Krakauer has received both criticism and praise for the book Three Cups of Deceit. The e-book was described as both "Krakauer's fact-based gut-punch to Three Cups of Tea" and to "have a bit of a 'jilted lover' feel to it" by Chamber Four online book reviewer Marcos Velasquez, who congratulated Krakauer on the book's release.[7] A starred review in Publishers Weekly proclaimed, "Packed with interviews and anecdotes that undercut Mortenson's image as a cheerful do-gooder, Krakauer's account of good intentions gone horribly wrong is a stunning example of investigative journalism".[8] Critics of Krakauer's work, however, have said Krakauer's focus is in the wrong direction.

Marjorie Kehe, books editor for The Christian Science Monitor, stated in her article on Krakauer's book, "...having read and fully digested Three Cups of Deceit, I can still identify...fundamental truths in both of Mortenson's books, Three Cups of Tea and Stones Into Schools. Kehe went on to state, "Most of us, if we had established one such school – or even played a part in doing so – might feel that we had justified our very existences by that act. Mortenson has done this many, many times over. I'm not saying that this makes any wrongs he has committed right. It doesn't. But it certainly ought to be weighed in the balance."[9]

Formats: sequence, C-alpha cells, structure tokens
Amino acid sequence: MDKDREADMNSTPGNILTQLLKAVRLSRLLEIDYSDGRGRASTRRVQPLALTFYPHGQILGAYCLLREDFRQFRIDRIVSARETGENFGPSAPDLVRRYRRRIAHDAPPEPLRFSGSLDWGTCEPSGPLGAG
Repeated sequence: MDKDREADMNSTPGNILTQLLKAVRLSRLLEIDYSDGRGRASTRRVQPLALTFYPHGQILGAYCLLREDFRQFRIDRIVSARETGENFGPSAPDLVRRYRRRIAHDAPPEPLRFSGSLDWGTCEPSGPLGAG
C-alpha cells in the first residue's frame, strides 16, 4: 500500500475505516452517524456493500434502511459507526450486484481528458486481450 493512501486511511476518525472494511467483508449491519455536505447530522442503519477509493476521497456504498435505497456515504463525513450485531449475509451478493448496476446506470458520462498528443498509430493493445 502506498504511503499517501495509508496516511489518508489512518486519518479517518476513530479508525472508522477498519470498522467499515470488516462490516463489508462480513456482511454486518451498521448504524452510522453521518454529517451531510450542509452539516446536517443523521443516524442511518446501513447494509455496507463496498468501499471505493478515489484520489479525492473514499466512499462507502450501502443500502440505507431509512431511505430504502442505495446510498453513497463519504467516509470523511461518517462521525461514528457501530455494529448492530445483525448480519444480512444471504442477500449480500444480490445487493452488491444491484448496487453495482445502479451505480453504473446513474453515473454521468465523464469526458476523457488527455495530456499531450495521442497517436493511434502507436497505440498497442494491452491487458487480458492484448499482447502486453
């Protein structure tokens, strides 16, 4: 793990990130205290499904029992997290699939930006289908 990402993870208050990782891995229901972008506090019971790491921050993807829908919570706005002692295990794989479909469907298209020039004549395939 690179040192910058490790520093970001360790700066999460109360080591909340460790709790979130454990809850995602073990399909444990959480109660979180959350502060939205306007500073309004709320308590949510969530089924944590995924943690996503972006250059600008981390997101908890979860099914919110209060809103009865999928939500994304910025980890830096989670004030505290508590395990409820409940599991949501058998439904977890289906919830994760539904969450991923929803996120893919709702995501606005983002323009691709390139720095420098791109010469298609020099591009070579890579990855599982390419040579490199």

As a response to Krakauer's allegations, CAI produced a comprehensive list of projects completed over a period of years and projects CAI is currently working on. The list was released in December, 2011.[10]

Controversy[edit]

Scott Darsney, a respected mountaineer and friend of Greg Mortenson, wrote a response to Krakauer's allegations that was published as an exclusive article in Outside magazine's online version.[11] Darnsey's response questioned the accuracy and fairness of both the Krakauer piece and the 60 Minutes report. He further stated that Krakauer either misquoted or misunderstood what he said when interviewed by the author. Darnsey went on to say that Krakauer took Mortenson's experiences in Afghanistan and Pakistan out of context and added, "If Jon Krakauer and some of Greg's detractors had taken the time to have three or more cups of tea with Greg and others—instead of one cup of tea with a select few who would discredit him—they would have found some minor problems and transgressions. But to the extent to call it all 'lies' and 'fraud'? No way." Darnsey stated in reference to the possibility that Mortenson has been dishonest in his financial dealings through CAI, "If Greg is misappropriating funds, then show me the luxury cars, fancy boats, and closets full of shoes. This is not a "ministry" or a business gone corrupt." The Outside article also touched on the allegations that Mortenson lied about being held captive by the Taliban. In light of that controversy, Darnsey stated, "Greg recounted to me his imprisonment in Waziristan when I met him in Beijing. I don't doubt that he was held against his will." Darnsey's article went on to say that Krakauer is a respected journalist and a "stickler for details and getting the facts straight", but that he felt "the research needs to continue".